Il Barbiere Di Siviglia
Gioachino Rossini, libretto by Cesare Sterbini
Met Opera on Demand
Metropolitan Opera House, New York
Gioachino Rossini’s masterpiece, dashed off in less than three weeks, is perhaps the greatest of all comic operas. It had a disastrous first night in Rome in 1816. The strings of a guitar broke, a singer tripped over a plank and got a bloody nose. A cat walked across the stage twice. OMG.
The audience laughed, whistled, hissed and meowed. They made such a racket in the second act that scarcely a note was heard. It was said the claque had been orchestrated by Giovanni Paisiello, who had written an opera on the same subject 38 years earlier.
Well, one thing’s certain. Today, nobody has heard of Paisiello. And everybody has heard of Rossini. Musically and physically, The Barber of Seville is a delightful evening’s entertainment.
This performance, directed by John Cox and conducted by Ralf Weikert, was seen at The Met in New York in 1988. The cast includes Kathleen Battle as Rosina, Rockwell Blake as Almaviva, Leo Nucci as Figaro, Enzo Dara as Dr Bartolo and Ferruccio Furlanetto as Don Basilio.
Count Almaviva falls in love with Rosina, the ward of Dr Bartolo, and pretends to be a poor student so he can court her. He then disguises himself as a drunken soldier (with a forged billeting order) to gain entrance to her home and frustrate Bartolo’s plans to marry the girl himself. When this attempt fails, he returns disguised as a music teacher.
Leo Nucci’s Figaro is a barber of quality. With a big winning smile and loads and loads of charm, plus a great voice, he gets the production off to a terrific start with the most famous patter song in the world.
But Figaro is not the leading role and it is Almaviva, Rosina and Dr Bartolo who have to carry the comedy and carry it Rockwell Blake, Kathleen Battle and Enzo Dara most certainly do. They are all expert comedians and could be in Beaumarchais’ farce.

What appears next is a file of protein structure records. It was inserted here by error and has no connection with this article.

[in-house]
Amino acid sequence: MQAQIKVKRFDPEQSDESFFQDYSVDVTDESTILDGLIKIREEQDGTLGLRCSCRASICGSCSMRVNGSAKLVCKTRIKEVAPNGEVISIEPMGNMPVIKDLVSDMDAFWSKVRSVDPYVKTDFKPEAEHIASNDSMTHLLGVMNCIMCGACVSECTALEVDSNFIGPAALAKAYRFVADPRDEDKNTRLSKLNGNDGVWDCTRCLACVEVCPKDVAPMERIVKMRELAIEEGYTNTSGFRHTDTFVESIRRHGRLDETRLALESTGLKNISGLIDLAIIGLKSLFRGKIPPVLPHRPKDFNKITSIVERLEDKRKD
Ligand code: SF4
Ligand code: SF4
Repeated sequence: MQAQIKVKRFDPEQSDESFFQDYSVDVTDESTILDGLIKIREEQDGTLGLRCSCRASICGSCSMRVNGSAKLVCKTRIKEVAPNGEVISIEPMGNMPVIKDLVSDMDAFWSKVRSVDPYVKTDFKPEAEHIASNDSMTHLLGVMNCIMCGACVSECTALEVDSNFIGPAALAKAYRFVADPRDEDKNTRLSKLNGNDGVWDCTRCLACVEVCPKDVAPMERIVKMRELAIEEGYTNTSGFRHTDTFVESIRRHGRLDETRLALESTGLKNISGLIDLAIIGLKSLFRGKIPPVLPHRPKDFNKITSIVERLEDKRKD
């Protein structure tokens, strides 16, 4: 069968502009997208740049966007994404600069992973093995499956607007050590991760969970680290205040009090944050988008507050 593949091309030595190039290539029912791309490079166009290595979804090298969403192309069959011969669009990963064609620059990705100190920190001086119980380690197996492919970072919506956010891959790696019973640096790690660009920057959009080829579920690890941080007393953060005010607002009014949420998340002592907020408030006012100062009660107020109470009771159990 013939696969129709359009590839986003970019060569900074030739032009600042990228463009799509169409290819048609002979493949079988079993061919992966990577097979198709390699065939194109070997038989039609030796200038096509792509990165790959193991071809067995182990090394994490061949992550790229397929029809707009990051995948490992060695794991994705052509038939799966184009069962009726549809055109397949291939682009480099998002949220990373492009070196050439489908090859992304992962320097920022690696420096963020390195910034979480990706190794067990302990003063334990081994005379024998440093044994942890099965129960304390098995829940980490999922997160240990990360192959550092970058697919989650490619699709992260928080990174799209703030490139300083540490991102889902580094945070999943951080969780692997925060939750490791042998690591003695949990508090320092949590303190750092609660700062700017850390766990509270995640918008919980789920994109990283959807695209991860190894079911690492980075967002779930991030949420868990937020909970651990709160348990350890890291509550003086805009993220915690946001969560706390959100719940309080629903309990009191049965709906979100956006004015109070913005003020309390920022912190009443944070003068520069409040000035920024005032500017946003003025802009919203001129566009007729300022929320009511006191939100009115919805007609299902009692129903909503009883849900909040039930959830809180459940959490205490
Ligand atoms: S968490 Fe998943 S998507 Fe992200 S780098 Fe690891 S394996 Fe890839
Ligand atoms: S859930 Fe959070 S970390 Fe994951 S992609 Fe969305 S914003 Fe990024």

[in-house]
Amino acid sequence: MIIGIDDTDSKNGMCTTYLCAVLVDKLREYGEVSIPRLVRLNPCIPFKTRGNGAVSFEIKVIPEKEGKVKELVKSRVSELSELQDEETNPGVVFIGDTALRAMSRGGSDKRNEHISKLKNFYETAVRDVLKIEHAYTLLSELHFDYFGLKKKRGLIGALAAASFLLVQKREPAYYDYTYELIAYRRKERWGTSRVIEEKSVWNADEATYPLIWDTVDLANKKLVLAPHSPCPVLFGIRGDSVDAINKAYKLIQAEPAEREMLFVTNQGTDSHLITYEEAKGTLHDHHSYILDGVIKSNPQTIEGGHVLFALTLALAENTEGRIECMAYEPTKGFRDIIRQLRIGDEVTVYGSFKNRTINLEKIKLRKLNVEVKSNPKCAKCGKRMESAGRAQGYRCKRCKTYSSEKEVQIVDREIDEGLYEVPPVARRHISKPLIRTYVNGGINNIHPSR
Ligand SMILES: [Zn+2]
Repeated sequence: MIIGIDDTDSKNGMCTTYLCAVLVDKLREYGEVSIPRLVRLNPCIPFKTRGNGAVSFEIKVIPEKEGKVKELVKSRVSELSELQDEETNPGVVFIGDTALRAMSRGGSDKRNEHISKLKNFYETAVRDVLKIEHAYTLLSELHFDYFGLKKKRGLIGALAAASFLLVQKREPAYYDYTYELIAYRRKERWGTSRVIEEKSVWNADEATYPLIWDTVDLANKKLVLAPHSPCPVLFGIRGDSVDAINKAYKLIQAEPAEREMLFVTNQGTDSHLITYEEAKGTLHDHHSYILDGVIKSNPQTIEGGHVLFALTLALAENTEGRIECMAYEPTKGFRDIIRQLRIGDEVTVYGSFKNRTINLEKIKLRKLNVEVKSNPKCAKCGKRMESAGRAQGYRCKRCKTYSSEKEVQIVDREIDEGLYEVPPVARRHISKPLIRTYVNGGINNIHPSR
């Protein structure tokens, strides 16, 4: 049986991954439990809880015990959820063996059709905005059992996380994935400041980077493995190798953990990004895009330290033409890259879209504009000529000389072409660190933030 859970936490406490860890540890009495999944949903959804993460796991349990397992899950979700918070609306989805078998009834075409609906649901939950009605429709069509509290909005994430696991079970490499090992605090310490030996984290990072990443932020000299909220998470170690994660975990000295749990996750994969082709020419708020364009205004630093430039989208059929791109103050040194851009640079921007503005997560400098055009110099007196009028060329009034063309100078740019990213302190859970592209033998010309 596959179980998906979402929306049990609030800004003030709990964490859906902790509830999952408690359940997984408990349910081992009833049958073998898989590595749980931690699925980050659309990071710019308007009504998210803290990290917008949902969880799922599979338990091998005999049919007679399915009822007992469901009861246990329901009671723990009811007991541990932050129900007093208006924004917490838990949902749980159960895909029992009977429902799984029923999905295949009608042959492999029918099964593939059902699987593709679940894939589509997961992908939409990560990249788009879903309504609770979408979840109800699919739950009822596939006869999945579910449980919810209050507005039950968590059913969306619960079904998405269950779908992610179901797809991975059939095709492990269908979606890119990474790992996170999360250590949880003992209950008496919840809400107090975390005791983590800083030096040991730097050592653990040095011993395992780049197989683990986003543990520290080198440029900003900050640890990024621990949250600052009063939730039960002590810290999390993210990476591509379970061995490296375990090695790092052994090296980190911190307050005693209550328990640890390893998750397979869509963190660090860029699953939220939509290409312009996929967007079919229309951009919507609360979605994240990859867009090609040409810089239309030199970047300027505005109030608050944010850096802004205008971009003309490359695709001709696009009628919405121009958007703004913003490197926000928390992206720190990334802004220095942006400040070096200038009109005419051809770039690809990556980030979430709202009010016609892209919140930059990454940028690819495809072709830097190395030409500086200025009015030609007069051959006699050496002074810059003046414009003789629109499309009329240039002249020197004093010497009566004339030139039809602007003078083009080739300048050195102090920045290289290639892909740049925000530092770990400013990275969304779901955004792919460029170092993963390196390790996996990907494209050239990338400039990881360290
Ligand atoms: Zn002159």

Rosina is the sweetest minx who knows what she wants and intends to get it. Battle dazzles. Dara’s Bortolo is very droll and Blake’s Almaviva, in and out of disguise, is a bon viveur.
The vocal virtuosity of the comic sextet is a breathtaking tour de force and the incredible speed at which it is taken leaves the audience breathless. “What a terrible racket!” they sing. “If this goes on, I’ll go insane!”
Beaumarchais' play was the first in a trilogy of comedies written over twenty years, covering the intrigues and love affairs of an aristocratic family and their servants, both before and after the French Revolution. In Britain, The Barber of Seville (1775) and The Marriage of Figaro (1784) have been almost totally eclipsed by Rossini and Mozart. I know of no professional production in English of The Guilty Mother (1796), which was said to be one of Napoleon's favourite plays.
It would be fascinating to see the trilogy acted within its historical context and given its proper political significance.
There are a number of ways of tapping into this opera and others at will. The Met Opera on Demand service offers annual ($149.99) and monthly ($14.99) subscriptions as well as a one-off payment ($3.99) for those who have limited time or only want to watch the occasional opera.
Reviewer: Robert Tanitch